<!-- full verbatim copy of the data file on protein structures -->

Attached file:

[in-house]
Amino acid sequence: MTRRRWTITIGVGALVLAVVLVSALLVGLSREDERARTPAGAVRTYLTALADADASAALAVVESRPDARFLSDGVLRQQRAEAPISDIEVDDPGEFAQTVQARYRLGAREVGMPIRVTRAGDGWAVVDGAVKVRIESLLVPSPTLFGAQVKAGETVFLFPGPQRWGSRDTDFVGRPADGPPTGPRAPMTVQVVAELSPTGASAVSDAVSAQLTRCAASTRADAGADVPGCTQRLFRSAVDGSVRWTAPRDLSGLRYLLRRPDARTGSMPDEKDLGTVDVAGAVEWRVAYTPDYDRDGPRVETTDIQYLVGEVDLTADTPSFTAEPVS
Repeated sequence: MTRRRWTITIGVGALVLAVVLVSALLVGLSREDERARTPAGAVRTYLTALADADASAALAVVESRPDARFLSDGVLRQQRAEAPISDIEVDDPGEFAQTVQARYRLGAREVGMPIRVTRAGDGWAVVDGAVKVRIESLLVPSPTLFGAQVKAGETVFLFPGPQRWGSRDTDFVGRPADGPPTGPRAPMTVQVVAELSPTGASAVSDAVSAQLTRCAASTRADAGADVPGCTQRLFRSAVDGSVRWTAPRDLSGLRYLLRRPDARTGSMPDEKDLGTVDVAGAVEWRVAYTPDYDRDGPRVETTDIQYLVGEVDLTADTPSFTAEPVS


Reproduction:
[in-house]
Amino acid sequence: MTRRRWTITIGVGALVLAVVLVSALLVGLSREDERARTPAGAVRTYLTALADADASAALAVVESRPDARFLSDGVLRQQRAEAPISDIEVDDPGEFAQTVQARYRLGAREVGMPIRVTRAGDGWAVVDGAVKVRIESLLVPSPTLFGAQVKAGETVFLFPGPQRWGSRDTDFVGRPADGPPTGPRAPMTVQVVAELSPTGASAVSDAVSAQLTRCAASTRADAGADVPGCTQRLFRSAVDGSVRWTAPRDLSGLRYLLRRPDARTGSMPDEKDLGTVDVAGAVEWRVAYTPDYDRDGPRVETTDIQYLVGEVDLTADTPSFTAEPVS
Repeated sequence: MTRRRWTITIGVGALVLAVVLVSALLVGLSREDERARTPAGAVRTYLTALADADASAALAVVESRPDARFLSDGVLRQQRAEAPISDIEVDDPGEFAQTVQARYRLGAREVGMPIRVTRAGDGWAVVDGAVKVRIESLLVPSPTLFGAQVKAGETVFLFPGPQRWGSRDTDFVGRPADGPPTGPRAPMTVQVVAELSPTGASAVSDAVSAQLTRCAASTRADAGADVPGCTQRLFRSAVDGSVRWTAPRDLSGLRYLLRRPDARTGSMPDEKDLGTVDVAGAVEWRVAYTPDYDRDGPRVETTDIQYLVGEVDLTADTPSFTAEPVS